1. Max Miller (November 21, 1894 ? May 7, 1963), the "Cheeky Chappie", was a 1930s English music hall comedian famous for his daringly risqu? (for the period) repertoire (see Censorship) and gaudy suits. Born in Hereford Street, Brighton as Thomas Henry Sargent, Miller became notorious for his double entendre based humour, which at the time saw him banned from the BBC on more than one occasion. His jokes were ostensibly written in two notebooks, a white notebook for 'clean' humour, and a blue one for 'adult' jokes.
He was known for his outlandish outfits, which generally included patterned plus fours and matching long jacket (a look which has clearly influenced the stage outfits of modern comedian Roy 'Chubby' Brown), with a trilby hat and kipper tie. He was also a popular singer of comedy songs, his most famous being Mary From the Dairy, which was also his signature tune. He also appeared in 14 films and made three Royal Variety Show appearances.
In real life, he was completely unlike his stage persona, quite bourgeois, almost puritan, not allowing any bad language in the dressing-rooms. At home, he lived in deep privacy, devoted to his surprisingly posh wife, and fond of keeping parrots. He was also famously mean, except for his donations to blind charities. (He'd been temporarily blinded in the trenches and never knew if he'd recover his sight.) But these were kept strictly secret. Apart from that, his only act of generosity would be an occasional sixpence to a lad in the street, to fetch him some more parrot-food.
In old age, he would say ?Me, Max Miller, I'm nothing. But the Cheeky Chappie, he'll live for ever.? He told a Sunday paper ?I've got enough money to last me the rest of my life - if I die tomorrow.? Soon afterwards he died, on May 7th 1963, at his home at 25 Burlington Street, Brighton, from a heart ailment; he had been cared for by his wife Kathleen Marsh.
A statue of Miller was unveiled in his home town of Brighton on 1 May 2005 by Roy Hudd, George Melly, June Whitfield and Norman Wisdom on behalf of the Max Miller Appreciation Society. Hudd appeared as his hero in the Big Finish Productions Doctor Who audio play Pier Pressure in 2006. The Appreciation Society was formed In 1999 by a group of fans in Brighton with Roy Hudd as President. The Society publishes a quarterly magazine 'There'll Never be Another' and has a website www.maxmiller.org. By 2007 the Society had enrolled over 700 members. The Society has erected 2 plaques on properties owned by Miller - Ashcroft, Kingston Lane, Shoreham in 2000 and 160 Marine Parade, Brighton in 2006. It has also published the 'Max Miller Appreciation Society Blue Book', which records virtually every Miller joke.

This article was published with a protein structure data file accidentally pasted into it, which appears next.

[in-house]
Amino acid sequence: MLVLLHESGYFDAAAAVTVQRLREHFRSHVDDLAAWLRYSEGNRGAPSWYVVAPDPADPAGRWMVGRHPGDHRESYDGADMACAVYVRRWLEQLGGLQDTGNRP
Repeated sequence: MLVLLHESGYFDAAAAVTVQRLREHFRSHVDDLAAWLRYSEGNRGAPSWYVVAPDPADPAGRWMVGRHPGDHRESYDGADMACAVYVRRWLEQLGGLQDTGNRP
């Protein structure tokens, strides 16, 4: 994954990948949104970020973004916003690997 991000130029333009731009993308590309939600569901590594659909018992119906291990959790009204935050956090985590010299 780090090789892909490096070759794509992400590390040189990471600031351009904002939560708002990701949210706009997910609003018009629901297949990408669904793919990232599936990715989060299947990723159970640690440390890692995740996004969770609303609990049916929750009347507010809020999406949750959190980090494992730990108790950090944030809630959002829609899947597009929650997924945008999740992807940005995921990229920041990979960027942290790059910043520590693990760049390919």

He was renowned for his use of catchphrases, in performance
"Now there's a funny thing"
"There'll never be another"
"They don't make 'em today, ducks"
"It's people like you who get me a bad name"
"It's all clever stuff I'm giving you"
"How's your memory, gal?"
"Miller's the name lady"
"I don't care what I say, do I?"
"That's nice Maxie"
"You can't help liking him"
2. Max Miller (born, March 12, 1990) is a solo musician from New York City. He creates songs that offer his thoughts and observations on life, as seen through his own unique lens. Recognized for his energetic live performances and intricate recordings, Max Miller is slowly but surely making a name for himself in a world overcast by a dense fog of bland and uninteresting music. He aims to be a light in that fog. A beacon of hope for music kind! ...or, at the very least, something different.